Obama administration waivers granted to 34 states and the District of Columbia, which freed them from the constraints and mandates of the No Child Left Behind law, would be nullified if lawmakers move a major new education reform package this year, Education Secretary Arne Duncan told lawmakers Thursday. Published February 7, 2013

** FILE ** Work has begun on the Keystone XL pipeline near Winona, Texas, but whether it will ever carry oil sands from central Canada to Gulf Coast refineries awaits a decision by President Obama. (Tyler [Texas] Morning Telegraph via Associated Press)

Nurses union joins Keystone XL pipeline fray

The pressure on President Obama and newly minted Secretary of State John F. Kerry to reject the Keystone XL pipeline grows stronger each day, and this week saw the nation's leading nurses union jump into the debate. Published February 6, 2013

President Obama watches as his Interior Secretary nominee Sally Jewell, a former CEO of REI Inc., gets a kiss from outgoing Secretary Kenneth L. Salazar on Wednesday. The announcement was made in the White House State Dining Room. (Associated Press)

Obama picks REI executive for Interior post

President Obama's pick of Sally Jewell as his new interior secretary immediately drew praise from the environmental community and even some in the oil and gas sector. Published February 6, 2013

Garfield High School social studies teacher Jesse Hagopian (with his hand raised) and other Seattle teachers are refusing to administer to their students a standardized test they say is flawed. (Seattle Times via Associated Press)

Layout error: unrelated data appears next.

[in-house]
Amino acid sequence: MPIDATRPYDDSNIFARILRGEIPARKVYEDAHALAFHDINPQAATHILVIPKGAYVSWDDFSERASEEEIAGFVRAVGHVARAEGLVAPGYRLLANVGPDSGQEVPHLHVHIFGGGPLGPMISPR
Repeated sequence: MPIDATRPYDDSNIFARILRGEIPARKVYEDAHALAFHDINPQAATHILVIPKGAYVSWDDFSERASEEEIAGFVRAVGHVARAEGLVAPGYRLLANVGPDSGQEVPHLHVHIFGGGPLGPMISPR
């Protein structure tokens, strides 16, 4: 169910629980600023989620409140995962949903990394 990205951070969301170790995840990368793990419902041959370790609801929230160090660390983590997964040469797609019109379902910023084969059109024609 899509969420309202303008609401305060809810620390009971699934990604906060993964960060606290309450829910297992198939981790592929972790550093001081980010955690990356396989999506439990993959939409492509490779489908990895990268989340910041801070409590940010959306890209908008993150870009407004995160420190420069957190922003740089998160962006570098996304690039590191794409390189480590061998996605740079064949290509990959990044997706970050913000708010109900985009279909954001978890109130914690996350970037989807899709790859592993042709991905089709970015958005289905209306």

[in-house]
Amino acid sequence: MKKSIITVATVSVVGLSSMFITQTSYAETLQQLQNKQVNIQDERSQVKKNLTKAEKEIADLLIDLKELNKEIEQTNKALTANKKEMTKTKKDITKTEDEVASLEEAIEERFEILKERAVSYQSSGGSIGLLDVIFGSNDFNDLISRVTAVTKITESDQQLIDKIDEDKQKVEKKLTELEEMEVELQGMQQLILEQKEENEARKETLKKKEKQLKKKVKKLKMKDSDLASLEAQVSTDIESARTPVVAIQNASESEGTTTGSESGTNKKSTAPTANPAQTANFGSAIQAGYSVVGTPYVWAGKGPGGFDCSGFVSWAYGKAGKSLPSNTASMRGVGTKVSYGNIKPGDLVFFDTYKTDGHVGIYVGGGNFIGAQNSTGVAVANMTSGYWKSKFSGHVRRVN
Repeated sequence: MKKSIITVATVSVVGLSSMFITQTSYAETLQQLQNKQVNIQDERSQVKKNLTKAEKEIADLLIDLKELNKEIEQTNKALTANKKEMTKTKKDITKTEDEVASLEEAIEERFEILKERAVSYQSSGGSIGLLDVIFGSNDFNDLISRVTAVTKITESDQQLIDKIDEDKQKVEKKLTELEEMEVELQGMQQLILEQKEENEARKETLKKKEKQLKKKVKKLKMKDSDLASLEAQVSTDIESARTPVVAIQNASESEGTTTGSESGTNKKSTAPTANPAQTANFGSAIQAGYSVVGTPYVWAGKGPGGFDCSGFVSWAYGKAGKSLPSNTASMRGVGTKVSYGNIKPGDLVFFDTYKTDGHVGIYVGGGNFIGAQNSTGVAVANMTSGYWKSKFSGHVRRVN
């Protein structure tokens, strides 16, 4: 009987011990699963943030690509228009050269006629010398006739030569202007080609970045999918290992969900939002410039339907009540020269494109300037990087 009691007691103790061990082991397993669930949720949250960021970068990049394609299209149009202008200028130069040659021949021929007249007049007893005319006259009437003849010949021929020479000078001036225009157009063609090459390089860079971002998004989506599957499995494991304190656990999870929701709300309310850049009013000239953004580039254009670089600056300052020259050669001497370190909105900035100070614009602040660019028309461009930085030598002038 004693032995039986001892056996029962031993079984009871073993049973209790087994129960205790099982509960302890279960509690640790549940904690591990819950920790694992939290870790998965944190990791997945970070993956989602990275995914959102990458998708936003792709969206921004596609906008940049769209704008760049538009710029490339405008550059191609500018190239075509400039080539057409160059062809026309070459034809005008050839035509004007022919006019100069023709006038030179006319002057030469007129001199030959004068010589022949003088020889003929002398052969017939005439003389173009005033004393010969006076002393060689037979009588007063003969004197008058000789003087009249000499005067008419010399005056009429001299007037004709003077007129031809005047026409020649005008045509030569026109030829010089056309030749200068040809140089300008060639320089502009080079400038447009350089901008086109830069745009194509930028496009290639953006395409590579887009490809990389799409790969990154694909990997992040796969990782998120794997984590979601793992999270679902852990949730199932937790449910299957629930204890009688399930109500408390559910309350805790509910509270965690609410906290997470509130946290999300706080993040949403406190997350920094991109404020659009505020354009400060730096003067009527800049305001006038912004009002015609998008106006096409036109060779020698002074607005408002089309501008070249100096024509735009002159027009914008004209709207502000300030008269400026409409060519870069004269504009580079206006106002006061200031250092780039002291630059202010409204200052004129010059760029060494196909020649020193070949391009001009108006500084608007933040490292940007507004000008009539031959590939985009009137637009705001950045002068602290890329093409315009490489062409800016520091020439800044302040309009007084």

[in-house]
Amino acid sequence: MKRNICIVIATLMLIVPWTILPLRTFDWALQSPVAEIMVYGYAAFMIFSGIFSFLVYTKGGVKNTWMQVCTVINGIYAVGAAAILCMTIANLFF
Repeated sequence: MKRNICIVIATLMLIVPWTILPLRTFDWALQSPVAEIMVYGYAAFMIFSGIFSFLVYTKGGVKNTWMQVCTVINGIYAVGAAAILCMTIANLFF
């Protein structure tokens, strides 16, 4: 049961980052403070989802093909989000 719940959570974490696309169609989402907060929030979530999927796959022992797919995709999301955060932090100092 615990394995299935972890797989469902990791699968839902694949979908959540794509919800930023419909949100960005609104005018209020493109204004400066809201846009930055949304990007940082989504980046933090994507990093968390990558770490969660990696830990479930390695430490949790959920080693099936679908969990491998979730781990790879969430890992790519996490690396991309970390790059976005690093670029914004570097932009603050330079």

More teachers won't administer standardized tests

The standardized-testing boycott that began with teachers in Chicago last year and reached new heights recently in Seattle may be exploding into a full-blown national movement. Published February 4, 2013

** FILE ** Former D.C. Schools Chancellor Michelle Rhee (The Washington Times)

Rhee wary of stressing on testing

As organized opposition to standardized testing grows, one of the nation's most outspoken and controversial education activists said Sunday that such assessments have a place in public schools but cautioned against an "overemphasis" on them. Published February 3, 2013


Greens bank on Kerry to quash Keystone pipeline

As the incoming secretary of state, John F. Kerry, a longtime vocal crusader against climate change in the Senate, is in a position to deliver one of the movement’s biggest victories in decades: drive a stake through the heart of the massive Canada-to-Texas Keystone XL pipeline project. Published January 30, 2013